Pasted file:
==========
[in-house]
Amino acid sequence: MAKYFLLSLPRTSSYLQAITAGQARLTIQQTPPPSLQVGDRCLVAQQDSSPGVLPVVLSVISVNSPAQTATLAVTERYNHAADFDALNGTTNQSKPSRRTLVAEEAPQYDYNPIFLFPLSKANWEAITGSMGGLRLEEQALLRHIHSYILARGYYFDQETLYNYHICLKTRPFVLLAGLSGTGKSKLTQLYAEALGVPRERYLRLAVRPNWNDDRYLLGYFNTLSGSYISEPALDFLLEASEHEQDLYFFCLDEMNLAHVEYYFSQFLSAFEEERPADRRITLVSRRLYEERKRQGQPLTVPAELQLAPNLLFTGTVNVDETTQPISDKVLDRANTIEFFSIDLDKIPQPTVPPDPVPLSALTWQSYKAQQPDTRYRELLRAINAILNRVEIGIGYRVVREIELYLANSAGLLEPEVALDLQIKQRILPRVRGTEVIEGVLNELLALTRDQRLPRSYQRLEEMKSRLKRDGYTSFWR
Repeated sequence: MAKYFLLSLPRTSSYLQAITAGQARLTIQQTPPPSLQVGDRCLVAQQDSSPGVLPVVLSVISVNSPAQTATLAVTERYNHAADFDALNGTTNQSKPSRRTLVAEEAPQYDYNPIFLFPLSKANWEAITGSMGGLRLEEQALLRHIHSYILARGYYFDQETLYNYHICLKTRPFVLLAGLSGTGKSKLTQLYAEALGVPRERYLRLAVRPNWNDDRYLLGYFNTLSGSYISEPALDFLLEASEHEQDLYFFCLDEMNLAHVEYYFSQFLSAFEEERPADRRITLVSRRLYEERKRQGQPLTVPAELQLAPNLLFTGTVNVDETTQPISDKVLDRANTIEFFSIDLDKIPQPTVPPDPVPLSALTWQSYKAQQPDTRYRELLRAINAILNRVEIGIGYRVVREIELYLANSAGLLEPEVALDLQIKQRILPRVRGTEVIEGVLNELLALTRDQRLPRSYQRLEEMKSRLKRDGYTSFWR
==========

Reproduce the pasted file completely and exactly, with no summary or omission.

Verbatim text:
[in-house]
Amino acid sequence: MAKYFLLSLPRTSSYLQAITAGQARLTIQQTPPPSLQVGDRCLVAQQDSSPGVLPVVLSVISVNSPAQTATLAVTERYNHAADFDALNGTTNQSKPSRRTLVAEEAPQYDYNPIFLFPLSKANWEAITGSMGGLRLEEQALLRHIHSYILARGYYFDQETLYNYHICLKTRPFVLLAGLSGTGKSKLTQLYAEALGVPRERYLRLAVRPNWNDDRYLLGYFNTLSGSYISEPALDFLLEASEHEQDLYFFCLDEMNLAHVEYYFSQFLSAFEEERPADRRITLVSRRLYEERKRQGQPLTVPAELQLAPNLLFTGTVNVDETTQPISDKVLDRANTIEFFSIDLDKIPQPTVPPDPVPLSALTWQSYKAQQPDTRYRELLRAINAILNRVEIGIGYRVVREIELYLANSAGLLEPEVALDLQIKQRILPRVRGTEVIEGVLNELLALTRDQRLPRSYQRLEEMKSRLKRDGYTSFWR
Repeated sequence: MAKYFLLSLPRTSSYLQAITAGQARLTIQQTPPPSLQVGDRCLVAQQDSSPGVLPVVLSVISVNSPAQTATLAVTERYNHAADFDALNGTTNQSKPSRRTLVAEEAPQYDYNPIFLFPLSKANWEAITGSMGGLRLEEQALLRHIHSYILARGYYFDQETLYNYHICLKTRPFVLLAGLSGTGKSKLTQLYAEALGVPRERYLRLAVRPNWNDDRYLLGYFNTLSGSYISEPALDFLLEASEHEQDLYFFCLDEMNLAHVEYYFSQFLSAFEEERPADRRITLVSRRLYEERKRQGQPLTVPAELQLAPNLLFTGTVNVDETTQPISDKVLDRANTIEFFSIDLDKIPQPTVPPDPVPLSALTWQSYKAQQPDTRYRELLRAINAILNRVEIGIGYRVVREIELYLANSAGLLEPEVALDLQIKQRILPRVRGTEVIEGVLNELLALTRDQRLPRSYQRLEEMKSRLKRDGYTSFWR